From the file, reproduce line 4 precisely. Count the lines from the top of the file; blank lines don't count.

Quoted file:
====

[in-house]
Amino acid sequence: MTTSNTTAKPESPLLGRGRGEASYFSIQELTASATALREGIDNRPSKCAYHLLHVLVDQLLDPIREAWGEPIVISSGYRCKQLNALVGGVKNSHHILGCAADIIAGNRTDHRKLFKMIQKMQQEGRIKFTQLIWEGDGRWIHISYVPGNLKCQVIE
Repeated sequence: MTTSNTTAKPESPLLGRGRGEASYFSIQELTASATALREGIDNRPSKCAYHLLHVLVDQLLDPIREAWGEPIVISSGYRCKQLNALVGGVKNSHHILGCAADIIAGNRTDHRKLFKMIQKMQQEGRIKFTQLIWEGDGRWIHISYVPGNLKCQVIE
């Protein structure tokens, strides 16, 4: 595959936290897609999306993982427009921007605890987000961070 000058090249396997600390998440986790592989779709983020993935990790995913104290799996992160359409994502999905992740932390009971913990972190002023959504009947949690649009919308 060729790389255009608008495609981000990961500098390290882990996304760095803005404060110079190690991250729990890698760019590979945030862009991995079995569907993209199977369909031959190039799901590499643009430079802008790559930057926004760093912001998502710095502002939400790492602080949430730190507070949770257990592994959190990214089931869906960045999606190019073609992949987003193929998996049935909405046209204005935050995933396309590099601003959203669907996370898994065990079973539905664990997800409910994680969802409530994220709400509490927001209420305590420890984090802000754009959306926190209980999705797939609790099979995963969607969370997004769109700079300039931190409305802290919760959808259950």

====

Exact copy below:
């Protein structure tokens, strides 16, 4: 595959936290897609999306993982427009921007605890987000961070 000058090249396997600390998440986790592989779709983020993935990790995913104290799996992160359409994502999905992740932390009971913990972190002023959504009947949690649009919308 060729790389255009608008495609981000990961500098390290882990996304760095803005404060110079190690991250729990890698760019590979945030862009991995079995569907993209199977369909031959190039799901590499643009430079802008790559930057926004760093912001998502710095502002939400790492602080949430730190507070949770257990592994959190990214089931869906960045999606190019073609992949987003193929998996049935909405046209204005935050995933396309590099601003959203669907996370898994065990079973539905664990997800409910994680969802409530994220709400509490927001209420305590420890984090802000754009959306926190209980999705797939609790099979995963969607969370997004769109700079300039931190409305802290919760959808259950």